Wheal Maid Mine, Cornwall
Gwennap: grid reference SW742423
Location: Wheal Maid otherwise known as Wheal Maiden, lies about three quarters of a mile east-southeast of St. Day. It is better known these days as the start of the Poldice Valley of the Mineral Tramways. Its lunar like surface where plants struggle to grow are quite an eye-opener to how metals from mining can 'poison' the ground. The former sett lay immediately to the south of Goon Gumpas, adjacent to Wheal Jewell, on the west, Consols (Great Consolidated Mines) to the south and Poldice Mine to the north. The mine worked four main lodes: Martyn's Lode from Champion Shaft, Pryor's Shaft and Daw's Shaft; Tremayne's Lode from Tremayne's Shaft; North Lode from Grey's Shaft and South Lode from Western Shaft, Balance Shaft and Blakesley's Shaft.
Thomas Spargo explains some of this in his 1865 book entitled 'The Mines of Cornwall and Devon: Statistics and Observations' that Wheal Maid '... In Gwennap, is in St. Day United. This was worked by Messrs. Williams as a distinct mine before Mr. F. Pryor purchased Poldice, Wheal Unity, and Wheal Gorland, and united the whole into one concern. The new Company worked Wheal Maiden at a sacrifice'.
Wheal Maid dates from about 1790 and had a stop-start existence. The mine raised small amounts of tin, arsenic and a little lead ore. It became part of St. Day United Mines when Carharrack Mine (Whiteworks) and Poldice were amalgamated in 1852. Later, in 1864, Wheal Unity, Wheal Gorland and Creegbrawse & Penkevil were added to the group. The enlarged group was renamed 'Poldice Mines' in 1870. It was reworked briefly in the mid 1980's as this report shows: '... A tin mine owned by Carnon Consolidated, Ltd., a subsidiary of Rio Tinto Zinc. Started about 1985. 1984 operations produced an estimated 35,000 tons of ore (230 tons Sn). Depth is 655 meters.' as reported in the Mining Annual Review of 1985.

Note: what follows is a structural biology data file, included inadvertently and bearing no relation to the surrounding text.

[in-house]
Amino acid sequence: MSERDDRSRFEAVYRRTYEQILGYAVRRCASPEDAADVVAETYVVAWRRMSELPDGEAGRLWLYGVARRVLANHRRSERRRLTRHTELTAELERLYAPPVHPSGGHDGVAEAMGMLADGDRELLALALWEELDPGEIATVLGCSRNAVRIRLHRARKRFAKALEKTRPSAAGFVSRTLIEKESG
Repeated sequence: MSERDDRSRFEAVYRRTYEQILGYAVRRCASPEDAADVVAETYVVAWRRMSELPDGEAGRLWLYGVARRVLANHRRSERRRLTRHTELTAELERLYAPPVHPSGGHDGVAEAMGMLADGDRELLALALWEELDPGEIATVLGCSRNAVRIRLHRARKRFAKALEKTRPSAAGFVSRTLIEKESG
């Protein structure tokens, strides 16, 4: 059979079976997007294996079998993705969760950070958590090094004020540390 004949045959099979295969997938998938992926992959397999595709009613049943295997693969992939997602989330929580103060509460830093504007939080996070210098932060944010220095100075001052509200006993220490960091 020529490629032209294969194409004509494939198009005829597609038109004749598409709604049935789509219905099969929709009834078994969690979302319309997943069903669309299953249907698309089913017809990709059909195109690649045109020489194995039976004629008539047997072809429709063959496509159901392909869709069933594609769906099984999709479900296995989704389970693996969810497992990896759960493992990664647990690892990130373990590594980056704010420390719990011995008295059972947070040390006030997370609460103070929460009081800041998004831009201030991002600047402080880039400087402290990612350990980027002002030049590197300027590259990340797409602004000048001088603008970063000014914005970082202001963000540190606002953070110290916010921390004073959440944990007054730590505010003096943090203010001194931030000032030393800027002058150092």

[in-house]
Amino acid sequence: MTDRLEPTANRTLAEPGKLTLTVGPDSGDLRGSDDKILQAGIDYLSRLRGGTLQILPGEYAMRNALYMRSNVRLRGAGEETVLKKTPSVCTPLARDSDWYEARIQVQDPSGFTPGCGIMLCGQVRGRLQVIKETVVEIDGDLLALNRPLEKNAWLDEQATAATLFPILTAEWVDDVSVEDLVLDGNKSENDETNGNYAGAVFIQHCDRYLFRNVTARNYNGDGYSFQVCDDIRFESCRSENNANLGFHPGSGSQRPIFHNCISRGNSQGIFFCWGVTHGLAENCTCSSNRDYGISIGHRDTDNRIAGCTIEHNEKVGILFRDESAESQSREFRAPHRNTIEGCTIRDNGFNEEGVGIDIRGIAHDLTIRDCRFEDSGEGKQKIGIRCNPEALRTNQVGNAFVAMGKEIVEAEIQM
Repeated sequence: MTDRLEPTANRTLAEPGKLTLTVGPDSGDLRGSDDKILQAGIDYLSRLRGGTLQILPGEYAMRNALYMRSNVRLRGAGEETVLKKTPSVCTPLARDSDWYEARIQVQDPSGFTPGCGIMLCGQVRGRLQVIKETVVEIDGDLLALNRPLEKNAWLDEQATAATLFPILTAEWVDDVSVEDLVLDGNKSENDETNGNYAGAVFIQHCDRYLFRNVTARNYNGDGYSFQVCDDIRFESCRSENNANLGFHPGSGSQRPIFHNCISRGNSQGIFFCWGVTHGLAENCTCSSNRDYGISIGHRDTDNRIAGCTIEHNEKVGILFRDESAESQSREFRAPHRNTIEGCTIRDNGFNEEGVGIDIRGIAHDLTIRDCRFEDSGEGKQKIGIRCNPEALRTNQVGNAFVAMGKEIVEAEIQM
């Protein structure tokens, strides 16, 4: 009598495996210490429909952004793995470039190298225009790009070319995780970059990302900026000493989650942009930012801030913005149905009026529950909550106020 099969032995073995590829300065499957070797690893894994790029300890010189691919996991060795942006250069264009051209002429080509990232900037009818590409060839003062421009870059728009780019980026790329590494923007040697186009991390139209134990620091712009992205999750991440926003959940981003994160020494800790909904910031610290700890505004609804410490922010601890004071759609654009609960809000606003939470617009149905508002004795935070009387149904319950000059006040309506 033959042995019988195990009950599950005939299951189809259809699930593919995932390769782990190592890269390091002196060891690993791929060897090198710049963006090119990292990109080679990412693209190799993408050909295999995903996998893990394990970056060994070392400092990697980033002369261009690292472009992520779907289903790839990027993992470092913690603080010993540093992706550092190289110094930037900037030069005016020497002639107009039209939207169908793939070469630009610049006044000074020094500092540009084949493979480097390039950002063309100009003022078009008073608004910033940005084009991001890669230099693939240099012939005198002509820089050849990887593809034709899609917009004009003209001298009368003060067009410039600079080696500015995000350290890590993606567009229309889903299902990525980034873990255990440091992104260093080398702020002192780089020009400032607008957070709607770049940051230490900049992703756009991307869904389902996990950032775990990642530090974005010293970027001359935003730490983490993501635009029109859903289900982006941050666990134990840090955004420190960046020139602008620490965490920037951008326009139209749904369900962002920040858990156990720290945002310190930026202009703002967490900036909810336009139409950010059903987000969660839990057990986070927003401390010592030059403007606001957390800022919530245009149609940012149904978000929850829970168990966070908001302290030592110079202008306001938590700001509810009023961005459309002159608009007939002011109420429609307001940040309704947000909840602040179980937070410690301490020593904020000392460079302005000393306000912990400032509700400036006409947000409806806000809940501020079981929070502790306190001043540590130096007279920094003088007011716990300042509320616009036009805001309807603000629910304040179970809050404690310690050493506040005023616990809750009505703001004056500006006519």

For more information on production dates and so on please see Roger Burt's excellent book Cornish Mines: Metalliferous and Associated Minerals, 1845-1913 (Mineral Statistics of the United Kingdom, 1845-1913).
There is a wealth of information on the mines and miners of Cornwall available. Why not explore Cornwall's industrial heritage through the Bookstore?
Other nearby mines and their main ores
Poldice (approx. 0.3 km; COPPER, TIN, ARSENIC & ZINC)
East Wheal Damsel (approx. 0.4 km; COPPER & TIN)
Ale & Cakes (approx. 0.9 km; COPPER & TIN)
Gwennap United Mines (approx. 0.9 km; COPPER)
Wheal Jewell (approx. 0.9 km; COPPER)
Wheal Unity (approx. 1.2 km; COPPER)
Wheal Squire, United Mines (approx. 1.3 km; COPPER)
Creegbrawse & Penkevil United (approx. 1.4 km; COPPER & TIN)
Wheal Damsel (approx. 1.6 km; COPPER & TIN)
Mount Wellington (approx. 1.7 km; TIN)